The word baptize or its
derivatives occurs around 20 times or so in Acts. the
majority of the occurrence have to do with water baptism not
spirit baptism although that is clearly mentioned and often
clearly indicated as "baptism with the HS" c.f 11:16.
Which happens to bring up another point. The NT in
general if referring to spirit baptism seems to specify such by
not speaking of just "baptism" but baptism with or by the
HS. Also, regarding total NT usage of the
term. The majority of the occurrence of the word are
clearly water baptism
If you assume it is water baptism each time, you
will think it is. It is what psychologists call self-fulfilling
prophecy. Brother, I think this disagreement is caused by your Fundamentalist background and so
all the non-specific verses you interpret as water baptism. I come from a Protestant background and am
interpreting them by their context and the rest of Scripture. Perhaps neither
of us are 100% right.
It is coming from the fact that I know what I am talking about
(at least on this point) because I have the training to do
so. You are coming from what you have heard, and perhaps what
you want to believe.
OK tell me what you think they trained you to think.
you are saying anytime water is not mentioned it must not be
with water? i.e. spirit baptism? To make a pun here you
are out of your water... The word itself from the Greek batisma
denotes the action of washing for (sic?) plunging in water. You have to argue against Greek vocabulary, grammar,
and 2,000 years of church history to say spirit baptism is in
view unless water is clearly stated.... So to use
the redundant word "water" in a given context would be
redundantly repetitive saying the same thing twice. So from the very
meaning of the term itself water baptism is implied. Thus if
spirit is added for clarity it is to differentiate between the
two but saying "I'm not talking about water baptism here".
But when you start basing your opinions on technical terms,
grammar etc you need to go to the original. So the burden of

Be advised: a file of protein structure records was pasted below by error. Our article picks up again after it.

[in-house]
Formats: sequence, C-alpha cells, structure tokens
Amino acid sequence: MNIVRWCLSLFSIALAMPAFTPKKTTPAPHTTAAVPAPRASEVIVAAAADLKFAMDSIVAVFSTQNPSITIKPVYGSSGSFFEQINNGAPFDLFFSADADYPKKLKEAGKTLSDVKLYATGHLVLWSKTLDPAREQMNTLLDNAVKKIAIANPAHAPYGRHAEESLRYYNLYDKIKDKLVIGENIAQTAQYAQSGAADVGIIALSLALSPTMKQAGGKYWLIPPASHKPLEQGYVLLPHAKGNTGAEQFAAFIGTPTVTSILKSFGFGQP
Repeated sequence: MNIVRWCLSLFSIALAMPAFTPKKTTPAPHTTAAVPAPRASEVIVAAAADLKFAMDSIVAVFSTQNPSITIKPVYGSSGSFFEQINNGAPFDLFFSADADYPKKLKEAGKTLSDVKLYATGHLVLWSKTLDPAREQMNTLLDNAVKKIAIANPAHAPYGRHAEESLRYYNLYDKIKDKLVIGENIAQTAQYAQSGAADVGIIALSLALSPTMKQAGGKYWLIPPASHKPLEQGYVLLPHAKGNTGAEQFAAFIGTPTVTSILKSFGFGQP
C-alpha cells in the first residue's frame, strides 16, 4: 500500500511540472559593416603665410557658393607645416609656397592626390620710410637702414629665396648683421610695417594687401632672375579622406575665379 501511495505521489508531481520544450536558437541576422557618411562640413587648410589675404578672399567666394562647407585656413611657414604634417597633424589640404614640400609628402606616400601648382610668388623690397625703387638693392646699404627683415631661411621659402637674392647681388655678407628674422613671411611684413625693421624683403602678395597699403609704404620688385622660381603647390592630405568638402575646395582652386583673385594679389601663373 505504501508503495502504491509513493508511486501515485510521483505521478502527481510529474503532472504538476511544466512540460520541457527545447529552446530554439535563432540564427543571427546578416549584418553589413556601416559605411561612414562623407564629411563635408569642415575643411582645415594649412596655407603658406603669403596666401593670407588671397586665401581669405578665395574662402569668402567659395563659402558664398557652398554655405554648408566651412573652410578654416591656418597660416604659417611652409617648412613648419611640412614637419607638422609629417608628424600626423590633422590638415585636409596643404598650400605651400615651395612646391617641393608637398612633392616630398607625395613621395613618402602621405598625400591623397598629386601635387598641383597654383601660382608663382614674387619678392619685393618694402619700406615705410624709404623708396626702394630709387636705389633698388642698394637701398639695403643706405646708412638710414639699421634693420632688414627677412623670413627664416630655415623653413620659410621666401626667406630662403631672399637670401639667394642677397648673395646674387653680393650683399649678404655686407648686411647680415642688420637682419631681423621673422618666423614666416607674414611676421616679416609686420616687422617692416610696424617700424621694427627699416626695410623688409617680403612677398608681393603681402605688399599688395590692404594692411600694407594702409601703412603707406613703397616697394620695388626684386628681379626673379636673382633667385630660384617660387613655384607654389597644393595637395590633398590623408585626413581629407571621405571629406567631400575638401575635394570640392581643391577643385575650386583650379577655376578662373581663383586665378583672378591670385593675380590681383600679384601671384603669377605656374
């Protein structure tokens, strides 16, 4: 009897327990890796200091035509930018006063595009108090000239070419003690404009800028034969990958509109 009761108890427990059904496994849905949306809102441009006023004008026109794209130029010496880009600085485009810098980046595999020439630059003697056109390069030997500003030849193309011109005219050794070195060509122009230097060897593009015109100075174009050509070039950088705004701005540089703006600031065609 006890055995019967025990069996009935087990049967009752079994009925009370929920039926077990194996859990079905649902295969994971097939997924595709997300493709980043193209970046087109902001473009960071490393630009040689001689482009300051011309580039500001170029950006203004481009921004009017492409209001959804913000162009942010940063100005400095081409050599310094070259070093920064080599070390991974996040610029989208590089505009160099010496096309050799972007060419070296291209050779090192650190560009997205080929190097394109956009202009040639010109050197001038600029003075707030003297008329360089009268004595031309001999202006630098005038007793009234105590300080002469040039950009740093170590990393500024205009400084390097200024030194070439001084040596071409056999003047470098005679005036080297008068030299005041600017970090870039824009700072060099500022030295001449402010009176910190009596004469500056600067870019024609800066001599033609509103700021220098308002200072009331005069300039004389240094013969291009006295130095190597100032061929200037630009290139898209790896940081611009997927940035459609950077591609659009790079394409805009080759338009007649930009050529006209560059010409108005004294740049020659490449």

proof is automatically on your part to prove a given passage is
referring to spirit baptism if the spirit is not expressly
mentioned -- a hard task to say the least.
The word "baptism" is another case in
point. I'm not telling you what I think
it means. I'm telling you (greatly
simplified) what the term itself in Greek
means, and meant for centuries even in pagan
literature. "to dip, immerse, etc" Its
root meaning has nothing to do with the Spirit. It has
everything to do with water. That is not what I think.
It is a fact. Plain and simple.
You started right but ended wrong.
Have you ever immersed a paintbrush in oil paint? How about
yourself in work? Did you wear your bathing suit? I'm
having fun at your expense so please excuse me.
True, it has nothing implicitly to do with the Spirit, but your
educational bias really shows through here because it has
absolutely nothing implicitly to do with water either.
Baptizo is a verb and Spirit and water are nouns. Your
saying it has everything to do with one and nothing to do with
another is like saying, "Driving has nothing to do with cars and
everything to do with golf balls." Unless you provide the
subject and object explicitly or in the context, there is
absolutely no way you can logically assume that baptism refers to
water. As you wrote, the Greeks and the "pagans" knew that. Go
to the DTS website to learn that they know that and I maintain that
the Bible authors and God know that. I think you realize
your problem by now, so let's go on.
[Much time passed and he
looked up the definition, acknowledging a broader definition of batisma.
Other mistaken references that batisma only means
"washing or plunging in water" will be deleted to prevent confusion of
OK, you have three levels of meaning in the term.
1. The profane use -- to simply immerse
in something. In common non religious usage it would refer
to immersing in a liquid, dye, water, etc... I would challenge
you find any non biblical sources for "immersion in the spirit" or
any spirit for that matter. I may have had that very
specific usage but it would have been very rare (perhaps in the
Greek mystery religions). It would have been used a
gazillion times in everyday usage to dip in water.
[This second definition
is more correct in that "to immerse in something" includes "to
immerse in water" since water is a thing in which an
object can be immersed. :-) ]
This common (profane) usage is also found in the bible.
Mark 7:3 uses "nipto" to wash Mark 7:4 uses "baptizomai" to
"wash" speaking of their hands... Interesting "water" is not mentioned but
11:38 is another simple wash usage
Numbers 19:18 is an OT (LXX) usage of the common meaning of the
term. to wash (in water)
I pose no debate that the Bible used it in this way.
the religious usage referring to ceremonial washing.
Like water baptism was...
When John baptized did he
baptize them in the spirit? or in the Jordan?? Mat
3:6? Seems like the Jordan was full of water if I remember
right. Interesting too that John was baptizing hundreds if
not thousands before the spirit was even promised. (see
3:11) Christ was the first to received the spirit if you
remember (note Jesus was standing in water at the time being
baptized by John)
What I am arguing is not what you are understanding.
First a table. (We engineers love these things.)